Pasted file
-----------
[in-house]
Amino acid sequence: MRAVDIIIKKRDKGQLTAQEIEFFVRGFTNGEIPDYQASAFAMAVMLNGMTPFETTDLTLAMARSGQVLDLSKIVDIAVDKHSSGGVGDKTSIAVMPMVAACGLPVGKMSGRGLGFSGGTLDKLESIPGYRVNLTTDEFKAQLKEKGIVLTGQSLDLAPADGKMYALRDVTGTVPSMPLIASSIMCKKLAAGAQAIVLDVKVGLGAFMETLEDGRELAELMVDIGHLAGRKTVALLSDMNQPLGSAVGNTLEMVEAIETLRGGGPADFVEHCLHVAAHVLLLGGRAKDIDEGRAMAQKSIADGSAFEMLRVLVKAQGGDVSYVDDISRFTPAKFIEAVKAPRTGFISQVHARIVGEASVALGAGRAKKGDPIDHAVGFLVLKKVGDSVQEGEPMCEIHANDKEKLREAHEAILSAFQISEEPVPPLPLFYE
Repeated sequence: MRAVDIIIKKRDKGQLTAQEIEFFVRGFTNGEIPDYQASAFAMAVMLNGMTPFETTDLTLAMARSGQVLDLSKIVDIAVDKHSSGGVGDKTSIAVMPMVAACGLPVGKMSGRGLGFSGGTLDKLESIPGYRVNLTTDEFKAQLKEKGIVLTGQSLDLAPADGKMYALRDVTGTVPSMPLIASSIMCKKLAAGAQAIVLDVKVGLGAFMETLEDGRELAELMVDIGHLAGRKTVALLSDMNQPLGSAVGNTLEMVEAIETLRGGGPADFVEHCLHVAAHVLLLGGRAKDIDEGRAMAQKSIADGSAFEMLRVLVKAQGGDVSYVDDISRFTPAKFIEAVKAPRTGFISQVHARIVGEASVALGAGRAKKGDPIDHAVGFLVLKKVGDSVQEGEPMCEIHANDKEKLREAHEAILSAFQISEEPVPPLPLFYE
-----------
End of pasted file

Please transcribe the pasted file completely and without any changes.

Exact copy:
[in-house]
Amino acid sequence: MRAVDIIIKKRDKGQLTAQEIEFFVRGFTNGEIPDYQASAFAMAVMLNGMTPFETTDLTLAMARSGQVLDLSKIVDIAVDKHSSGGVGDKTSIAVMPMVAACGLPVGKMSGRGLGFSGGTLDKLESIPGYRVNLTTDEFKAQLKEKGIVLTGQSLDLAPADGKMYALRDVTGTVPSMPLIASSIMCKKLAAGAQAIVLDVKVGLGAFMETLEDGRELAELMVDIGHLAGRKTVALLSDMNQPLGSAVGNTLEMVEAIETLRGGGPADFVEHCLHVAAHVLLLGGRAKDIDEGRAMAQKSIADGSAFEMLRVLVKAQGGDVSYVDDISRFTPAKFIEAVKAPRTGFISQVHARIVGEASVALGAGRAKKGDPIDHAVGFLVLKKVGDSVQEGEPMCEIHANDKEKLREAHEAILSAFQISEEPVPPLPLFYE
Repeated sequence: MRAVDIIIKKRDKGQLTAQEIEFFVRGFTNGEIPDYQASAFAMAVMLNGMTPFETTDLTLAMARSGQVLDLSKIVDIAVDKHSSGGVGDKTSIAVMPMVAACGLPVGKMSGRGLGFSGGTLDKLESIPGYRVNLTTDEFKAQLKEKGIVLTGQSLDLAPADGKMYALRDVTGTVPSMPLIASSIMCKKLAAGAQAIVLDVKVGLGAFMETLEDGRELAELMVDIGHLAGRKTVALLSDMNQPLGSAVGNTLEMVEAIETLRGGGPADFVEHCLHVAAHVLLLGGRAKDIDEGRAMAQKSIADGSAFEMLRVLVKAQGGDVSYVDDISRFTPAKFIEAVKAPRTGFISQVHARIVGEASVALGAGRAKKGDPIDHAVGFLVLKKVGDSVQEGEPMCEIHANDKEKLREAHEAILSAFQISEEPVPPLPLFYE